$\epsilon (n)=\{\begin{array}{l}\epsilon (n1)+\frac{0.5}{N(n1)}\left(2\frac{DOD(n2)+DOD(n)}{DOD(n1)}\right)\begin{array}{ccc}& if& k/2\ne 0\end{array}\\ \epsilon (n1)\begin{array}{ccc}\begin{array}{ccc}\begin{array}{ccc}& & \end{array}& & \end{array}& & otherwise\end{array}\end{array},$
where:
DD is the battery DOD (%) after a halfcycle duration.
N is maximum number of cycles and is given by
$N(n)=H{\left(\frac{DOD(n)}{100}\right)}^{\xi}\cdot \mathrm{exp}\left(\psi \left(\frac{1}{{T}_{ref}}\frac{1}{{T}_{a}(n)}\right)\right)\cdot {\left({I}_{dis\_ave}(n)\right)}^{{\gamma}_{1}}\cdot {\left({I}_{ch\_ave}(n)\right)}^{{\gamma}_{2}},$
where:
H is the cycle number constant (cycles).
ξ is the exponent factor for the DOD.
ψ is the Arrhenius rate constant for the cycle number.
I_{dis_ave} is the average discharge current in A during a half cycle duration.
I_{ch_ave} is the average charge current in A during a half cycle duration.
γ_{1} is the exponent factor for the discharge current.
γ_{2} is the exponent factor for the charge current.
Limitations and Assumptions
Limitations
The minimum noload battery voltage is 0 V and the maximum battery voltage is equal to 2 × E_{0}.
The minimum capacity of the battery is 0 Ah and the maximum capacity is Q_{max}.
Assumptions
The internal resistance is assumed to be constant during the charge and discharge cycles and does not vary with the amplitude of the current.
The parameters of the model are derived from the discharge characteristics. The discharging and charging characteristics are assumed to be the same.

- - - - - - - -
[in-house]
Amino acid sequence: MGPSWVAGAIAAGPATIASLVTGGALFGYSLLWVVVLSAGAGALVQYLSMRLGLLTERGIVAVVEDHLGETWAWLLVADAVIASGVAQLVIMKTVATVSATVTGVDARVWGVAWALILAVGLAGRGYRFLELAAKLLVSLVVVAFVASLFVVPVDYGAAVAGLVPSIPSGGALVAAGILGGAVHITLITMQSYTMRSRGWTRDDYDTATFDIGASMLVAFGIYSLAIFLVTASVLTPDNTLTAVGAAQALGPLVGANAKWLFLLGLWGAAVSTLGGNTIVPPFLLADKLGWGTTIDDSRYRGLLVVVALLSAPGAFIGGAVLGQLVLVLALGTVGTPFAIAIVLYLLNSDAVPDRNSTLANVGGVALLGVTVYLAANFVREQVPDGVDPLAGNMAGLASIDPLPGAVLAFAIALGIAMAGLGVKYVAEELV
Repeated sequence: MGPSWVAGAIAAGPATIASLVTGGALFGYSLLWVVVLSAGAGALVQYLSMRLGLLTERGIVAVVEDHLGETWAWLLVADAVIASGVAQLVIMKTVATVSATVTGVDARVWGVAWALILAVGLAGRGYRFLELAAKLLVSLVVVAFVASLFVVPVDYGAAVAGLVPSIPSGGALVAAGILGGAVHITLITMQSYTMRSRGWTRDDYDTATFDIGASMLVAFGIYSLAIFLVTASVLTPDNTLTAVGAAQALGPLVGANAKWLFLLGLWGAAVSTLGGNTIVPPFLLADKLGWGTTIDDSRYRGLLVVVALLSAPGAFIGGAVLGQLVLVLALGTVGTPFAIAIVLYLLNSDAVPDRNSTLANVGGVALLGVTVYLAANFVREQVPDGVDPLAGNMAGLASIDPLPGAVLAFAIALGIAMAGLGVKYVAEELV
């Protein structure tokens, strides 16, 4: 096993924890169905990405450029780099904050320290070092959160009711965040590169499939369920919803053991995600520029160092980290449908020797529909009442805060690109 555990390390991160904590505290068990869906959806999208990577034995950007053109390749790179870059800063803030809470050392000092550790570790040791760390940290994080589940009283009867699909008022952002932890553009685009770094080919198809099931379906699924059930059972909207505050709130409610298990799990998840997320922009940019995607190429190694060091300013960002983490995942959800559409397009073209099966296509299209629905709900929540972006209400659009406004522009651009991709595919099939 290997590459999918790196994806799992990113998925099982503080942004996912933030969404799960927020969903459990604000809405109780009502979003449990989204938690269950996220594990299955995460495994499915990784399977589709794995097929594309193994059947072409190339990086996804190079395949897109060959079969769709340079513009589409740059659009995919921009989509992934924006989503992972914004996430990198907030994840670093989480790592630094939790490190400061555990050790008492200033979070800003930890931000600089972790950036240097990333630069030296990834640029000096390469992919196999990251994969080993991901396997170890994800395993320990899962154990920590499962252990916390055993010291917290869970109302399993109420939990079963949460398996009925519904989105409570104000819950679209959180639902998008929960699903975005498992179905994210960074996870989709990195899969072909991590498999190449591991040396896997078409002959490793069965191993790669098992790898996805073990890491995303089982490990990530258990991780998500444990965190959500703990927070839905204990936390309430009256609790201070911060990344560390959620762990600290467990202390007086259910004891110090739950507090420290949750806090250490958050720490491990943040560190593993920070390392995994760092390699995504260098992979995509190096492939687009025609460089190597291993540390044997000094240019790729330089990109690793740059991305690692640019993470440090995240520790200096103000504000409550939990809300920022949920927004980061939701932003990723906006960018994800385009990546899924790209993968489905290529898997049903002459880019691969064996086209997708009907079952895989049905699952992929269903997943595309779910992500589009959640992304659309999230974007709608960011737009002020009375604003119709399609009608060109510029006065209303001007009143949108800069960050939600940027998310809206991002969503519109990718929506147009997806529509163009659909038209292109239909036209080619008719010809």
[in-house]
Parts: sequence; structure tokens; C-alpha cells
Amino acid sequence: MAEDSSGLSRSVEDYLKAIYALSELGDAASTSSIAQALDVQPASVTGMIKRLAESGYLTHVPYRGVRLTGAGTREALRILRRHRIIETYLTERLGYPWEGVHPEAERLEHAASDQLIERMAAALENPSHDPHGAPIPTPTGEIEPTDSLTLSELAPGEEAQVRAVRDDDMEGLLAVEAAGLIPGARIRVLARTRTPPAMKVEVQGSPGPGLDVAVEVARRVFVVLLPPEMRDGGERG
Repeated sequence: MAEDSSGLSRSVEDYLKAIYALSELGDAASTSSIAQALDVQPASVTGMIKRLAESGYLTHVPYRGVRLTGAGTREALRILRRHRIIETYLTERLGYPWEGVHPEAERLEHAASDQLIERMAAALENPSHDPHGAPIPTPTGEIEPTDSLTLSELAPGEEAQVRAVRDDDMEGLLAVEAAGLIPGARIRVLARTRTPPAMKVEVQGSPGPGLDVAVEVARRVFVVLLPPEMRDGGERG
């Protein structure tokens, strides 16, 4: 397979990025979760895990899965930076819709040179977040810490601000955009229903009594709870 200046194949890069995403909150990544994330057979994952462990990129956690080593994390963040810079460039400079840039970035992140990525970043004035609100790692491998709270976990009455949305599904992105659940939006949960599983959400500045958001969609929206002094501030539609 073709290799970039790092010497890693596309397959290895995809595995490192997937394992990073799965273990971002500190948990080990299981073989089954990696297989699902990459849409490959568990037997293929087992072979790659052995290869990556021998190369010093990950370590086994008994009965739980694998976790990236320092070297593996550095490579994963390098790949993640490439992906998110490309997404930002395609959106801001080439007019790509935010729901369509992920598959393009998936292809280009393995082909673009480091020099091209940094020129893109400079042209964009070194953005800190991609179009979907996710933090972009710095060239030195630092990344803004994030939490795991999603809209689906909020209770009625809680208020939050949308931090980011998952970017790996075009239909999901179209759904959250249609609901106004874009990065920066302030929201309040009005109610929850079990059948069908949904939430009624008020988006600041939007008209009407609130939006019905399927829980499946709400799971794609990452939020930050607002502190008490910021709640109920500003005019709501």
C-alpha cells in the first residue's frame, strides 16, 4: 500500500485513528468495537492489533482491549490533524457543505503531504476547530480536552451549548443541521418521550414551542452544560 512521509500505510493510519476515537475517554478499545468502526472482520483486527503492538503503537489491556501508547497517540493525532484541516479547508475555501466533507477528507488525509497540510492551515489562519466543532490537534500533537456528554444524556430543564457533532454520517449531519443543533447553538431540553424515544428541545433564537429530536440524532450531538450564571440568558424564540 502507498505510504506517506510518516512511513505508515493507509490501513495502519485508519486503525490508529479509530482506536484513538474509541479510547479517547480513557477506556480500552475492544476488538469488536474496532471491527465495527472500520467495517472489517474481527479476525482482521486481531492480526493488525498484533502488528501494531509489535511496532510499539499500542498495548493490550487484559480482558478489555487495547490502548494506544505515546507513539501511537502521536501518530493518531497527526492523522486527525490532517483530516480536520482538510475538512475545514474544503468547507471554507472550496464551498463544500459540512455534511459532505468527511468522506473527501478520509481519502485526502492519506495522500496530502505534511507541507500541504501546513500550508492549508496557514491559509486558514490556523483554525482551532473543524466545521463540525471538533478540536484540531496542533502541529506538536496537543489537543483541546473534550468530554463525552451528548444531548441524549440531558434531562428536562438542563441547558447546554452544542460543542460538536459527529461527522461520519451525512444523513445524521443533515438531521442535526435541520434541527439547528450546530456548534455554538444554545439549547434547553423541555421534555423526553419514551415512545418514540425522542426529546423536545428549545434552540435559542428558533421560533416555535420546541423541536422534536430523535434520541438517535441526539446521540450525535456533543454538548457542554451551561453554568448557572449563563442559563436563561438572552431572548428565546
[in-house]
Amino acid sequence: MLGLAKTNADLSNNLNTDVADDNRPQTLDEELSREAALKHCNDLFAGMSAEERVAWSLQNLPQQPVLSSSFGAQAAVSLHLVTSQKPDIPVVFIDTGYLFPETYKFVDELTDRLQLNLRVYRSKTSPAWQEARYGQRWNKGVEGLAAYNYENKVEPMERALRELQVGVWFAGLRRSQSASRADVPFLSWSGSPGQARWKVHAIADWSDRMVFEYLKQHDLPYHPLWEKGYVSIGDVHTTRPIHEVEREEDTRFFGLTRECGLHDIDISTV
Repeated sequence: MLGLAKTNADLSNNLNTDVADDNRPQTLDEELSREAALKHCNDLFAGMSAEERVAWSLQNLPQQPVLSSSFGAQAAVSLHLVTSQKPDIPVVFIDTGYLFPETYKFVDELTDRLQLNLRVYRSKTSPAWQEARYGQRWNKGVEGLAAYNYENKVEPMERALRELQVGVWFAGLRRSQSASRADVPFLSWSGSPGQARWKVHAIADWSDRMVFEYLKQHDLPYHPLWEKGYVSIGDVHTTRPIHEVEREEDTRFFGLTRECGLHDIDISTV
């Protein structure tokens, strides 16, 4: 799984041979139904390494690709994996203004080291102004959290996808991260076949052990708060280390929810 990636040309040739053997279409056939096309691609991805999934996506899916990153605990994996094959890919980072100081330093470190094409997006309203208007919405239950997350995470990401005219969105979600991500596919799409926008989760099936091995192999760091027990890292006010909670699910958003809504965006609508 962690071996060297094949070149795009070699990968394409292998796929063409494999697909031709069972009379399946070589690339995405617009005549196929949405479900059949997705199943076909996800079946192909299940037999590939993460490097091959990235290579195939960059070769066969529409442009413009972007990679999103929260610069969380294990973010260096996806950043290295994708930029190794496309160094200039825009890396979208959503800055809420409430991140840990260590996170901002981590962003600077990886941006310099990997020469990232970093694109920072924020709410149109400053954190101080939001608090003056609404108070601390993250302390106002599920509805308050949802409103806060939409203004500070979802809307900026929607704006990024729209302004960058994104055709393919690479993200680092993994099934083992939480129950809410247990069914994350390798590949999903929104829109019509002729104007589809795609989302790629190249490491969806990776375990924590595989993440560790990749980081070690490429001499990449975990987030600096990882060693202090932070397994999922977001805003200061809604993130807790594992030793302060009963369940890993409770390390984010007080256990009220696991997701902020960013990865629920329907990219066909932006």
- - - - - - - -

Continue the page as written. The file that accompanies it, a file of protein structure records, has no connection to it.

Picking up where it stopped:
The capacity of the battery does not change with the amplitude of the current (there is no Peukert effect).
The selfdischarge of the battery is not represented. It can be represented by adding a large resistance in parallel with the battery terminals.
The battery has no memory effect.
Ports
Input
Output
Conserving
Parameters
Model Examples
References
[1] Omar N., M. A. Monem, Y. Firouz, J. Salminen, J. Smekens, O. Hegazy, H. Gaulous, G. Mulder, P. Van den Bossche, T. Coosemans, and J. Van Mierlo. “Lithium iron phosphate based battery — Assessment of the aging parameters and development of cycle life model.” Applied Energy, Vol. 113, January 2014, pp. 1575–1585.
[2] Saw, L.H., K. Somasundaram, Y. Ye, and A.A.O. Tay, “Electrothermal analysis of Lithium Iron Phosphate battery for electric vehicles.” Journal of Power Sources. Vol. 249, pp. 231–238.
[3] Tremblay, O., L.A. Dessaint, "Experimental Validation of a Battery Dynamic Model for EV Applications." World Electric Vehicle Journal. Vol. 3, May 13–16, 2009.
[4] Zhu, C., X. Li, L. Song, and L. Xiang, “Development of a theoretically based thermal model for lithium ion battery pack.” Journal of Power Sources. Vol. 223, pp. 155–164.
Extended Capabilities
Version History
Introduced in R2008a
See Also
AC Voltage Source  CCCV Battery Charger  DC Voltage Source